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A Piping Bag Is Your Best Friend When Making Copycat Little Debbie Oatmeal Cream Pies

Oatmeal cream pie cookie sandwiches
Oatmeal cream pie cookie sandwiches - Molly Allen / Mashed

As the first snack cake sold under the Little Debbie name, Oatmeal Creme Pies are likely here to stay. Still, after the uproar caused by the company's 2017 "one gotta go" tweet that led many to believe one of the brand's beloved desserts was getting the axe, we don't blame anyone for wanting to be mentally prepared. As such, fans of Little Debbie's Oatmeal Creme Pies may want to consider having a copycat recipe on hand — you know, just in case. For that, Mashed recipe developer Molly Allen has you covered.

Allen's copycat oatmeal cream pie recipe transforms a few standard baking ingredients into the soft, chewy oatmeal cookies folks know and love. She then covers one cookie in a thick layer of vanilla frosting before placing another on top. To effectively replicate her creation, you'll want to load your frosting into a piping bag ahead of assembly. Although Allen notes that a spatula could do the job, she tells Mashed that the pastry-making tool ultimately "make[s] the process simpler." Using a piping bag not only gives you greater control over the frosting's placement and thickness, it also prevents you from accidentally squishing or breaking the cookies, which could occur if you apply too much pressure with a spatula.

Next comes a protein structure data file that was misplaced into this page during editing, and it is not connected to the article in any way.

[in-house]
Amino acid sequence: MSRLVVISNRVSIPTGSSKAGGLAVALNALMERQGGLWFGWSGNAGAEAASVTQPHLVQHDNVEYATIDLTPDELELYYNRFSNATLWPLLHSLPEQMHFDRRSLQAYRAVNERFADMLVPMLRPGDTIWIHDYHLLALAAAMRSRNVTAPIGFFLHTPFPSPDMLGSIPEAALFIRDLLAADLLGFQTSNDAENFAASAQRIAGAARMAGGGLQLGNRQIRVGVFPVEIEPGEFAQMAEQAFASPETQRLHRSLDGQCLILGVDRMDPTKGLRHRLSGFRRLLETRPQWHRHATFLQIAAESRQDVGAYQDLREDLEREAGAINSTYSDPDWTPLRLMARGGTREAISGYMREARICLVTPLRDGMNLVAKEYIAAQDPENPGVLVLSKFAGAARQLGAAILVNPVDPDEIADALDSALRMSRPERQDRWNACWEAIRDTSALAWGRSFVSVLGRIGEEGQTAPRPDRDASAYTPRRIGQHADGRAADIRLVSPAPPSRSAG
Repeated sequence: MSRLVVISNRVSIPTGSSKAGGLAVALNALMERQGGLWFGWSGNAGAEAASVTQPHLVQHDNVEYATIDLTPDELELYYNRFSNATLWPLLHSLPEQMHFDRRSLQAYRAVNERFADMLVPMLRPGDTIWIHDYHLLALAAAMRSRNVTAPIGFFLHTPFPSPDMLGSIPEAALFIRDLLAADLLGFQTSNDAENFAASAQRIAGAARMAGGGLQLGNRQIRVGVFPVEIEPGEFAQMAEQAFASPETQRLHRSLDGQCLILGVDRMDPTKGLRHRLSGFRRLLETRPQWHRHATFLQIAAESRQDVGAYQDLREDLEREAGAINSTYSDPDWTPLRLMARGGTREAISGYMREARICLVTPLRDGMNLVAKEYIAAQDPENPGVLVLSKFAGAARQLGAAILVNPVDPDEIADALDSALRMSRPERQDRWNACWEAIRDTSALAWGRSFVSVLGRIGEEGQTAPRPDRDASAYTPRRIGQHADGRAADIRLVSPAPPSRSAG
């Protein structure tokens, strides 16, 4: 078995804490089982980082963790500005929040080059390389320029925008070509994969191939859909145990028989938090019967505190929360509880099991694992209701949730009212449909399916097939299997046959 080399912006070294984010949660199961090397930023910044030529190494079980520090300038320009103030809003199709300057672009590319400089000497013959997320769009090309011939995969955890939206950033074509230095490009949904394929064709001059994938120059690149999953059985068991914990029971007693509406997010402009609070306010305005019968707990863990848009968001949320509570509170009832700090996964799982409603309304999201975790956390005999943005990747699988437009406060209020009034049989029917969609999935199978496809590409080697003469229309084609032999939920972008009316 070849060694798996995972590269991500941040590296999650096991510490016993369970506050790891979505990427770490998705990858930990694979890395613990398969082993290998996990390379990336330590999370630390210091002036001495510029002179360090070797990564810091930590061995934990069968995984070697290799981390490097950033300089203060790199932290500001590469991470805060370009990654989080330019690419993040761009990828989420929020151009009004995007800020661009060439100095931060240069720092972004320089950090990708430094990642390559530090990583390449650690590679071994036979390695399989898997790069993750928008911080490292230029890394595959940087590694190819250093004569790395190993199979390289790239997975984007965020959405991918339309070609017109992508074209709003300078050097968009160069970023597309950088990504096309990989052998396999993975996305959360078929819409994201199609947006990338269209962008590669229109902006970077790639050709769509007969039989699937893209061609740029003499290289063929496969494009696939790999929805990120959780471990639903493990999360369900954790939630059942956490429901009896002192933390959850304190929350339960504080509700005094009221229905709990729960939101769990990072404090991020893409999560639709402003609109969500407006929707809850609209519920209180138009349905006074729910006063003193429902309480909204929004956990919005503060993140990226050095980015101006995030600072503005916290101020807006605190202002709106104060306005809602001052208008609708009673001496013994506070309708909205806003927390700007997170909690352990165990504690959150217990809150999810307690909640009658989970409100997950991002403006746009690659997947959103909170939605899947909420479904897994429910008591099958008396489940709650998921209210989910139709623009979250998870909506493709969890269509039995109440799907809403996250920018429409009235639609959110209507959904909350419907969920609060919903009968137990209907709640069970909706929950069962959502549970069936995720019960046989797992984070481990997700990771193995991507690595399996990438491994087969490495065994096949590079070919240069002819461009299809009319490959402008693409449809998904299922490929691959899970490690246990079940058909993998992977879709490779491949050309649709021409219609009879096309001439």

Read more: Ingredients To Take Your Scrambled Eggs To The Next Level

Don't Assemble Your Oatmeal Cream Pies Too Early

Oatmeal cookies with piping bag
Oatmeal cookies with piping bag - Molly Allen / Mashed

Assembling your copycat oatmeal cream pies right after your cookies come out of the oven might be hard to resist; however, as Molly Allen explains, the cookies should first sit on the hot baking sheet for a few minutes. This will give them the delightfully-chewy center that's such an important part of this treat. (You're not assembling them after this step, either, so put that piping bag down.) After the cookies do some post-oven baking on the metal sheet, transfer them to a wire cooling rack, and don't touch them again until they're "fully cooled," as Allen advises — this way, the frosting won't melt upon impact. Remember, you want a thick, fluffy cream filling, not a thin glaze.

When the time to assemble your copycat oatmeal cream pies does come, a round-tip icing nozzle is your best bet. Make sure you don't overfill the pastry bag, and while you're at it, avoid overloading your snack cakes, too. Instead of covering the entire cookie with a layer of frosting, leave about a quarter-inch blank around the treat's edge. That way, icing won't ooze out of the sides when you press the second cookie on top.

Read the original article on Mashed.